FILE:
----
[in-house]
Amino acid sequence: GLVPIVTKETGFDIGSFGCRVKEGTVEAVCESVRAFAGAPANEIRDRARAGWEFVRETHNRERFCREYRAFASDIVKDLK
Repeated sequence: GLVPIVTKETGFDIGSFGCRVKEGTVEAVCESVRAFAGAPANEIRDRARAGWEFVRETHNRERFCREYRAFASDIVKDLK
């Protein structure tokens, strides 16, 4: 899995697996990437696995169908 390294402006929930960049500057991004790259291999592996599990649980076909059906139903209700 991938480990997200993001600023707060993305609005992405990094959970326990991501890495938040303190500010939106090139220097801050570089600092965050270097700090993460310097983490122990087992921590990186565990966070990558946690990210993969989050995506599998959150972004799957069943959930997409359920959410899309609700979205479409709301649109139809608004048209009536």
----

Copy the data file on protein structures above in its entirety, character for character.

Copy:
[in-house]
Amino acid sequence: GLVPIVTKETGFDIGSFGCRVKEGTVEAVCESVRAFAGAPANEIRDRARAGWEFVRETHNRERFCREYRAFASDIVKDLK
Repeated sequence: GLVPIVTKETGFDIGSFGCRVKEGTVEAVCESVRAFAGAPANEIRDRARAGWEFVRETHNRERFCREYRAFASDIVKDLK
């Protein structure tokens, strides 16, 4: 899995697996990437696995169908 390294402006929930960049500057991004790259291999592996599990649980076909059906139903209700 991938480990997200993001600023707060993305609005992405990094959970326990991501890495938040303190500010939106090139220097801050570089600092965050270097700090993460310097983490122990087992921590990186565990966070990558946690990210993969989050995506599998959150972004799957069943959930997409359920959410899309609700979205479409709301649109139809608004048209009536």